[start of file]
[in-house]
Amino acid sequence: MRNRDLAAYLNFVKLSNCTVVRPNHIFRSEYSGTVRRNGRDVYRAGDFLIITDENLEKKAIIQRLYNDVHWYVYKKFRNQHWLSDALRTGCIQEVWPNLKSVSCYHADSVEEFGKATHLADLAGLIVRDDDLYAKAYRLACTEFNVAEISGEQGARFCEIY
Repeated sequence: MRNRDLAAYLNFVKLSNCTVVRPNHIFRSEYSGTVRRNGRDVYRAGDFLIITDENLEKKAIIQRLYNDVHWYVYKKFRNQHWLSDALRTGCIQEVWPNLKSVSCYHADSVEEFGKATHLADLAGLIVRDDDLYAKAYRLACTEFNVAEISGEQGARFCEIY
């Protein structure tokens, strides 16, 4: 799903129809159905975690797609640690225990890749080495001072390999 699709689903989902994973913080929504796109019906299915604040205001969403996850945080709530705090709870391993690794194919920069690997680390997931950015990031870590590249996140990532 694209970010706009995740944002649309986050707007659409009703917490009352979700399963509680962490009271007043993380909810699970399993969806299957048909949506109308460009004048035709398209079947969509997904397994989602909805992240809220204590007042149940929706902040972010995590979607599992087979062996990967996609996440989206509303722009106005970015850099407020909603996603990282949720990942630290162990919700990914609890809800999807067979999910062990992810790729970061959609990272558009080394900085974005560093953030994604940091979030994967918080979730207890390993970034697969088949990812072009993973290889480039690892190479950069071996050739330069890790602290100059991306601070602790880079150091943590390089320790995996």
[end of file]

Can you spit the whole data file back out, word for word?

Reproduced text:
[in-house]
Amino acid sequence: MRNRDLAAYLNFVKLSNCTVVRPNHIFRSEYSGTVRRNGRDVYRAGDFLIITDENLEKKAIIQRLYNDVHWYVYKKFRNQHWLSDALRTGCIQEVWPNLKSVSCYHADSVEEFGKATHLADLAGLIVRDDDLYAKAYRLACTEFNVAEISGEQGARFCEIY
Repeated sequence: MRNRDLAAYLNFVKLSNCTVVRPNHIFRSEYSGTVRRNGRDVYRAGDFLIITDENLEKKAIIQRLYNDVHWYVYKKFRNQHWLSDALRTGCIQEVWPNLKSVSCYHADSVEEFGKATHLADLAGLIVRDDDLYAKAYRLACTEFNVAEISGEQGARFCEIY
């Protein structure tokens, strides 16, 4: 799903129809159905975690797609640690225990890749080495001072390999 699709689903989902994973913080929504796109019906299915604040205001969403996850945080709530705090709870391993690794194919920069690997680390997931950015990031870590590249996140990532 694209970010706009995740944002649309986050707007659409009703917490009352979700399963509680962490009271007043993380909810699970399993969806299957048909949506109308460009004048035709398209079947969509997904397994989602909805992240809220204590007042149940929706902040972010995590979607599992087979062996990967996609996440989206509303722009106005970015850099407020909603996603990282949720990942630290162990919700990914609890809800999807067979999910062990992810790729970061959609990272558009080394900085974005560093953030994604940091979030994967918080979730207890390993970034697969088949990812072009993973290889480039690892190479950069071996050739330069890790602290100059991306601070602790880079150091943590390089320790995996």